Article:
Look at them go.
On Monday, an adorable video of a coyote-badger duo posted to Twitter took the internet by storm.
In the video, a coyote and a badger can be seen traveling together through a giant drain pipe to avoid crossing a busy highway in California.
But what brings these two together in nature is even more intriguing than the video itself. And it is all explained by a scientific study that came out nearly 30 years ago.
In a 1992 study, researchers reported that coyotes and badgers are great partners when it comes to hunting. When coyotes hunt alongside their badger companions, they are more adept at snagging their prey — in this case, Uinta ground squirrels. They were also able to cover more ground with badgers than alone, increasing their available hunting grounds.
Badgers, in turn, spent more time below ground and active when they were with coyotes — which suggests they didn’t have to work as hard to find their food when they had a partner. Together, the researchers found, the animals make a killer combo.
“Overall, prey vulnerability appeared to increase when both carnivores hunted in partnership,” the researchers wrote.
The intriguing results appeared in the Journal of Mammalogy.
Why do coyotes and badgers help each other?
It may seem counterproductive for two species competing for the same prey to work together. So why does it work?
These “temporary hunting associations” are the result of the complementary traits coyotes and badgers share — like body shape and hunting strategy. Here's why these traits make them a great team:
Badgers are adept at digging for their prey, which tend to be small animals that hide in long, deep, underground tunnels. Badgers trap prey animals like ground squirrels by plugging up their burrows. Coyotes, however, are skilled in the chase-and-pounce strategy of hunting — but it only works if the prey is already above ground. Hunting in the brush can (literally) trip up a coyote’s success — that is where the badgers come in.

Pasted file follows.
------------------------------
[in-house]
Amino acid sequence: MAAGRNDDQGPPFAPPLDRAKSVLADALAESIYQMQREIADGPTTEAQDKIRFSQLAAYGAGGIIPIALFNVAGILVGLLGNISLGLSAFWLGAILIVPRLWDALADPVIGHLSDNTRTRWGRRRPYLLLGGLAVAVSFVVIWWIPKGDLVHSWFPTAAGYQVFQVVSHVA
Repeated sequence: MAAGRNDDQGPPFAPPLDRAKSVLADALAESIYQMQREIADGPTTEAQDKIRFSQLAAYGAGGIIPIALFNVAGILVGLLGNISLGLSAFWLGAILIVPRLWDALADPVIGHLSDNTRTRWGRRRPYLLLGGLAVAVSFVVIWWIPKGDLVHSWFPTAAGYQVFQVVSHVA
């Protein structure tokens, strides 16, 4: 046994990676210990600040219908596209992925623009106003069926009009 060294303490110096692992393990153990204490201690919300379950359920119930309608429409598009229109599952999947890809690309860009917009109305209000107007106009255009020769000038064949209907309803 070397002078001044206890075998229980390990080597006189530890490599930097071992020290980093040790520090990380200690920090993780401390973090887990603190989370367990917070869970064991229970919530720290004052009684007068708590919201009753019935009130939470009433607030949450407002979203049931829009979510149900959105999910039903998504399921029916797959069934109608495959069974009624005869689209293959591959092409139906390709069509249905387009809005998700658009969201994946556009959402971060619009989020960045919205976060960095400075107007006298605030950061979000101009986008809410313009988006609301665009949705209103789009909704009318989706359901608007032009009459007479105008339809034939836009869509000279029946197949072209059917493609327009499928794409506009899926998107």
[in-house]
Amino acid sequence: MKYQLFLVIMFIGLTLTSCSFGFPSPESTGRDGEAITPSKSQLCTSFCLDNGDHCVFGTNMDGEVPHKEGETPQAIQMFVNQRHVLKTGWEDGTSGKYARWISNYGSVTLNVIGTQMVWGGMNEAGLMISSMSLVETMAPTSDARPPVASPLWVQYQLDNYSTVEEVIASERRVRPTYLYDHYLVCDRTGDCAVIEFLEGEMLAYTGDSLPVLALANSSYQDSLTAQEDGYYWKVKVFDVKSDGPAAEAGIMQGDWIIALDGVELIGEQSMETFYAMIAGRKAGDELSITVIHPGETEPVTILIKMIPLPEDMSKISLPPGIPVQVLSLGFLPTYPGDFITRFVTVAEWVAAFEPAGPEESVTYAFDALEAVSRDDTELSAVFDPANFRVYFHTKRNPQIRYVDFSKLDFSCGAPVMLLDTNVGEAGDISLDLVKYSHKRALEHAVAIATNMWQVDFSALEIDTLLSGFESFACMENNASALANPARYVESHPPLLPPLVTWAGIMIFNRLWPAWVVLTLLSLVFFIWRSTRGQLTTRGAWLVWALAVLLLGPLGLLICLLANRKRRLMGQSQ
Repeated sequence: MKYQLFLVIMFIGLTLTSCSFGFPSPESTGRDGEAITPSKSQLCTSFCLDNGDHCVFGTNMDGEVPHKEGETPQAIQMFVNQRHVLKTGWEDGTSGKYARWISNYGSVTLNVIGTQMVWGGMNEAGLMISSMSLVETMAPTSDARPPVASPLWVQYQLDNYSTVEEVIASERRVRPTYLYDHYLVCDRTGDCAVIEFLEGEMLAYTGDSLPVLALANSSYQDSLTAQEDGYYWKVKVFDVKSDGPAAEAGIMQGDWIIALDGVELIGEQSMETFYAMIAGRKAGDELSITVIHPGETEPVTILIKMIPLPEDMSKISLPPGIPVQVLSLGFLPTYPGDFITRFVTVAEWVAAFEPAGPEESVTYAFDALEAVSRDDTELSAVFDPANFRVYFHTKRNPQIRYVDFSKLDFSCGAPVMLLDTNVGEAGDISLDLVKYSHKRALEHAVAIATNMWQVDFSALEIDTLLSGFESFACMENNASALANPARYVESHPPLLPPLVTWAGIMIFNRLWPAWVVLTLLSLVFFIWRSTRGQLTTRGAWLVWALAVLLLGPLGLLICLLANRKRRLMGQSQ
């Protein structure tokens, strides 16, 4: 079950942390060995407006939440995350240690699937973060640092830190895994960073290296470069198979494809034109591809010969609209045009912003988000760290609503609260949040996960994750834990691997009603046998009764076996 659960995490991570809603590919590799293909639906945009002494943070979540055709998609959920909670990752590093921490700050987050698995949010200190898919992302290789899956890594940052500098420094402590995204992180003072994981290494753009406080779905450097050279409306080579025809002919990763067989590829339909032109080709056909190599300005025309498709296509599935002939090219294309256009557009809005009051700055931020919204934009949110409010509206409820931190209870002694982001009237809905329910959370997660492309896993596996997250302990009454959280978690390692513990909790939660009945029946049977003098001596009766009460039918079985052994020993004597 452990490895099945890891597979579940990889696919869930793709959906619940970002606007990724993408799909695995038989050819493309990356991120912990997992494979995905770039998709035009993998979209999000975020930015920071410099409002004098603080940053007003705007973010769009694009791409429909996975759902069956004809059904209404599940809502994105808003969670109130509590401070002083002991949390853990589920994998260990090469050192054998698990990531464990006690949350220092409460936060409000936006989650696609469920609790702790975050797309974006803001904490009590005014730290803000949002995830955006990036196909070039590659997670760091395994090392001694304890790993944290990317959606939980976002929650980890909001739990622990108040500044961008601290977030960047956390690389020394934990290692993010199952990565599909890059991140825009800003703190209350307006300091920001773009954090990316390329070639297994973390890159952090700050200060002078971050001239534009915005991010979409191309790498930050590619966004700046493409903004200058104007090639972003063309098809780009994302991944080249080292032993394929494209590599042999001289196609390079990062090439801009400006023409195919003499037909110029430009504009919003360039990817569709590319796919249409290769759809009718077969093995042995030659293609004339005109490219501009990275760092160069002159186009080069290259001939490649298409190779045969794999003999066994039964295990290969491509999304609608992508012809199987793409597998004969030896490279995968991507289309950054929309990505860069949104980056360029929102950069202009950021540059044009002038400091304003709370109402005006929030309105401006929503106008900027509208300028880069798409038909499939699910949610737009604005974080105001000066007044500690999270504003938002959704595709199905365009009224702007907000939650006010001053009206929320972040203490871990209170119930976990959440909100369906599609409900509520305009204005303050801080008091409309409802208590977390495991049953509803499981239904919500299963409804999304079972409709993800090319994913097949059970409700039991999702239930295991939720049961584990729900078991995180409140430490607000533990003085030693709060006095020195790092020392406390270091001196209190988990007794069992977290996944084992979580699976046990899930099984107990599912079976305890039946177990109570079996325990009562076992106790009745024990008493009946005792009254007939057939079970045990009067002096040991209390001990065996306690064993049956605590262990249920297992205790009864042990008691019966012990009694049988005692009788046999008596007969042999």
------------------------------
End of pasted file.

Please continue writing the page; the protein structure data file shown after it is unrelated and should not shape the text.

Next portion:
For the 1992 study, researchers observed coyotes waiting near a hunting badger, anticipating the moment when the badger’s digging flushed squirrels from their burrows. In turn, a squirrel that detects a nearby coyote keeping watch might hunker down in its burrow, allowing the badger more time to dig away and capture it.
In areas where squirrels are more densely populated far more coyotes partnered with a badger than hunted alone, the researchers found.
The clever coyotes “saved energy and (possibly) time via decreased searching, stalking, and chasing,” the paper’s authors found. “They mostly waited for the opportunity to quickly scramble and capture a squirrel.”
Certain conditions increase the likelihood of these kinds of mutual efforts, the researchers found. The study, conducted at the National Elk Refuge in Wyoming, illustrates some of the factors that help strengthen the partnership:
- Relatively high densities of both predators and prey
- Relatively long-living predators
- Forest structure that hinders solo hunting by coyotes
- Well-connected prey burrows that impede badgers’ hunting success
- Little interaction with humans
- A “stressful physical environment”
History of hunting partnerships
Clearly, this dynamic duo didn’t start with a viral video in 2020, or even a piece of research from 1992. The partnership is described in Native American folklore, which includes tales of badgers and coyotes hunting together. Early European colonizers who came to North America noted similar associations — as have naturalists and scientists.
Coyotes and badgers aren't the only animals that team up to hunt. Ravens and wolves may work as hunting partners, too, reports The Cornell Lab. Ravens' ability to fly overhead allows them to scout out prey, while wolves’ expert hunting often leaves behind tasty scraps for ravens to scoop up. The presence of ravens may also encourage wolves to hunt in packs, the research suggests.
Grey wolves and striped hyenas have also been observed hunting in tandem. The two creatures work together as scavengers in the Negev Desert in southern Israel, as The Washington Post reported in 2016. Together, they track down animals, insect, plants, trash — sometimes even hunting within the same pack. In the sparse desert environment, that friendship may be critical to both animals' survival.
So while these moments make for adorable video opportunities, animal duos that deliberately pay it forward reveal just how smart our fellow animals are.
Abstract: Coyotes (Canis latrans) associating with badgers (Taxidea taxus) appeared to hunt Uinta ground squirrels (Spermophilus armatus) more effectively than lone coyotes. Coyotes with badgers consumed prey at higher rates (P ~ 0.09) and had an expanded habitat base and lower locomotion costs. Badgers with coyotes spent more time below ground and active (P = 0.02), and probably had decreased locomotion and excavation costs. Overall, prey vulnerability appeared to increase when both carnivores hunted in partnership. Complementary morphological adaptations and predatory strategies, interspecific tolerance, and behavioral flexibility allowed them to form temporary hunting associations. The following ecological circumstances may have increased the likelihood of this interaction in our study area: relatively high densities of predators and prey; relatively long~lived predator populations; a vegetative structure that impeded solitary hunting by coyotes; a high connectivity of prey burrows that decreased hunting success of badgers; an absence of interaction with humans; a stressful physical environment.